It is ‘unclear’ whether the potential risk reduction due to lower amounts of decay heat and cesium in spent fuel pools would offset the real increase in risks, operational impacts and costs associated with accelerating the transfer of used nuclear fuel from pool to dry storage, according to a study from the Electric Power Research Institute.

The study is an updated version of a 2010 report, which examines the benefits and impacts associated with accelerating the transfer of used nuclear fuel from spent fuel pools to dry storage at nuclear power plants.

The report, updated in August 2012, evaluates two scenarios: one in which the transfer of fuel from spent fuel pools to dry storage would take 10 years to implement, and one in which the transfer would take 15 years.

Key findings are that spent fuel inventories would drop by 67-78% for a representative pressurized water reactor plant and by 73-78% for a representative boiling water reactor plant. The source term for cesium would also be reduced by almost half (43-53% for a PWR plant and 47-48% for a BWR plant), according to the report.

On the other hand, the study found that accelerating the programme would come at a radiological and economic cost.

There would be a ‘significant increase in worker radiation exposure,’ estimated at 1650 person-rem and 2090 person-rem for the 10-year and 15-year scenarios, respectively.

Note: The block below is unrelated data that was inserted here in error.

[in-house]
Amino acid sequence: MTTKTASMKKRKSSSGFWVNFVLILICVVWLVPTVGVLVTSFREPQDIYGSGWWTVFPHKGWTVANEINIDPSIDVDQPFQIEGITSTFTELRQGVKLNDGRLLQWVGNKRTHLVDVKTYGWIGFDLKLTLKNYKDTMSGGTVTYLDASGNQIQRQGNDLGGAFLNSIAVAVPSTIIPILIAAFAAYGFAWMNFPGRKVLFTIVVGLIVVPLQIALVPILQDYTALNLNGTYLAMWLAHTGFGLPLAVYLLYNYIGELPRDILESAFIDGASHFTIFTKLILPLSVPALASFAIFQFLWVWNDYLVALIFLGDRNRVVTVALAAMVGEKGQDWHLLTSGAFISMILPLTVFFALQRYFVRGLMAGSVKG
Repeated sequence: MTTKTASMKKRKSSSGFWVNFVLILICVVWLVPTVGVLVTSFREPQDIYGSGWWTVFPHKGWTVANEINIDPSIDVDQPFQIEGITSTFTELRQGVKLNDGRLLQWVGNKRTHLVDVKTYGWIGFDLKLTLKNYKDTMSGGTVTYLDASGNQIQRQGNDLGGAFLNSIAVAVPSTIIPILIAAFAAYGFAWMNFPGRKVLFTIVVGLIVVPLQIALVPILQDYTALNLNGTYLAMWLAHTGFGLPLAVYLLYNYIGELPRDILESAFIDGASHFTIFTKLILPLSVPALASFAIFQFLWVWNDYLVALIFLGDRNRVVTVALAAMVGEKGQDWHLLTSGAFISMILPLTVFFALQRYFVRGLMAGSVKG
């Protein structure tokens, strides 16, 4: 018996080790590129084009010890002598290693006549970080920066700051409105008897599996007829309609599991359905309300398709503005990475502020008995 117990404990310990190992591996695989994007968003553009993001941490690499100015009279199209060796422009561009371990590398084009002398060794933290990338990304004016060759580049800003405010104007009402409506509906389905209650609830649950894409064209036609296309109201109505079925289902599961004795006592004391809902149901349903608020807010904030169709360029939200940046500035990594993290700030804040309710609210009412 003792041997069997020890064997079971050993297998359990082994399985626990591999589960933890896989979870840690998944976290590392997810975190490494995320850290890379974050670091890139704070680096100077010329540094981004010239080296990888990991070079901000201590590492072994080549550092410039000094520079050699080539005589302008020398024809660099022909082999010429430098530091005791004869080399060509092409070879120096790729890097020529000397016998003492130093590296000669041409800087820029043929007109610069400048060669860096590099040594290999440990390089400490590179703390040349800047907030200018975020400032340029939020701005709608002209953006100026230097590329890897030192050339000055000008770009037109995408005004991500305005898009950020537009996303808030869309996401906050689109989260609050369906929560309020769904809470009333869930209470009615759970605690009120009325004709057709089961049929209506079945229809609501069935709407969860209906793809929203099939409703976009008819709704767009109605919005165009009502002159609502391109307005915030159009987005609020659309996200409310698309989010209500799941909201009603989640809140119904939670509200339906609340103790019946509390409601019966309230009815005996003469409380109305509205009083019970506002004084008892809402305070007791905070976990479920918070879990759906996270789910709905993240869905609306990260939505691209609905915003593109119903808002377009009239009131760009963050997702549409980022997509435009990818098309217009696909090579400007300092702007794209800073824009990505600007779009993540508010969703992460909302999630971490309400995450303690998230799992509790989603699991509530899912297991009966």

The economic impact to the US nuclear industry would be around $3.5-$3.9 billion above current operating costs, the study estimates. This includes costs associated with procurement of dry cask storage systems, cask loading operations, dry storage facility construction, and annual operation and maintenance.

Other factors that need to be considered with programme acceleration include increased occupational safety hazards such as the need to handle thermally hot transfer casks as well as the increased accident risk associated with fuel drop or cask drop during loading operations.

The study is expected to be useful in informing policy and operational decisions regarding the handling and management of used nuclear fuel, EPRI said, noting that a ‘comprehensive assessment’ should be made before any policy changes. The full report (number: 1025206) can be downloaded from the EPRI website.